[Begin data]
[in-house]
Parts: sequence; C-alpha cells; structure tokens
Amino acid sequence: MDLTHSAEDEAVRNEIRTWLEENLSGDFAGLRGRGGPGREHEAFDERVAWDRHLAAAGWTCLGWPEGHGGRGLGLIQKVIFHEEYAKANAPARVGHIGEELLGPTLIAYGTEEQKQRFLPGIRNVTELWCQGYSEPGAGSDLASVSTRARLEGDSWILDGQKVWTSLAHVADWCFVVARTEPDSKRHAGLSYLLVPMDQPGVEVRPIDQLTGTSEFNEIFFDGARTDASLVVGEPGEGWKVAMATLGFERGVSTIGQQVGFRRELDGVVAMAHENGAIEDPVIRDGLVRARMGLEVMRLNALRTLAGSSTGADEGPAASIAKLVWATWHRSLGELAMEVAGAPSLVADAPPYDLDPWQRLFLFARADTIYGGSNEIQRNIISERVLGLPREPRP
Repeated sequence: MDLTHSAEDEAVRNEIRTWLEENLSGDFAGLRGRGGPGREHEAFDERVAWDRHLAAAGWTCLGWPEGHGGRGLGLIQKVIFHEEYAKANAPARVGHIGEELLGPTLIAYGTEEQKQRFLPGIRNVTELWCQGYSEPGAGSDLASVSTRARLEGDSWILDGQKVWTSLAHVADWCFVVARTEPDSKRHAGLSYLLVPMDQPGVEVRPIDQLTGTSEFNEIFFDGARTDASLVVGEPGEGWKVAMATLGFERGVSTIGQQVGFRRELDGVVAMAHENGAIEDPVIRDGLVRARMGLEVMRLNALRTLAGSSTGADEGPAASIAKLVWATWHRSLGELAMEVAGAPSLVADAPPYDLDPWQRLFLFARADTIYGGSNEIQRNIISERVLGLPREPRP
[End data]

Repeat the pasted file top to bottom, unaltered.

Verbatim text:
[in-house]
Parts: sequence; C-alpha cells; structure tokens
Amino acid sequence: MDLTHSAEDEAVRNEIRTWLEENLSGDFAGLRGRGGPGREHEAFDERVAWDRHLAAAGWTCLGWPEGHGGRGLGLIQKVIFHEEYAKANAPARVGHIGEELLGPTLIAYGTEEQKQRFLPGIRNVTELWCQGYSEPGAGSDLASVSTRARLEGDSWILDGQKVWTSLAHVADWCFVVARTEPDSKRHAGLSYLLVPMDQPGVEVRPIDQLTGTSEFNEIFFDGARTDASLVVGEPGEGWKVAMATLGFERGVSTIGQQVGFRRELDGVVAMAHENGAIEDPVIRDGLVRARMGLEVMRLNALRTLAGSSTGADEGPAASIAKLVWATWHRSLGELAMEVAGAPSLVADAPPYDLDPWQRLFLFARADTIYGGSNEIQRNIISERVLGLPREPRP
Repeated sequence: MDLTHSAEDEAVRNEIRTWLEENLSGDFAGLRGRGGPGREHEAFDERVAWDRHLAAAGWTCLGWPEGHGGRGLGLIQKVIFHEEYAKANAPARVGHIGEELLGPTLIAYGTEEQKQRFLPGIRNVTELWCQGYSEPGAGSDLASVSTRARLEGDSWILDGQKVWTSLAHVADWCFVVARTEPDSKRHAGLSYLLVPMDQPGVEVRPIDQLTGTSEFNEIFFDGARTDASLVVGEPGEGWKVAMATLGFERGVSTIGQQVGFRRELDGVVAMAHENGAIEDPVIRDGLVRARMGLEVMRLNALRTLAGSSTGADEGPAASIAKLVWATWHRSLGELAMEVAGAPSLVADAPPYDLDPWQRLFLFARADTIYGGSNEIQRNIISERVLGLPREPRP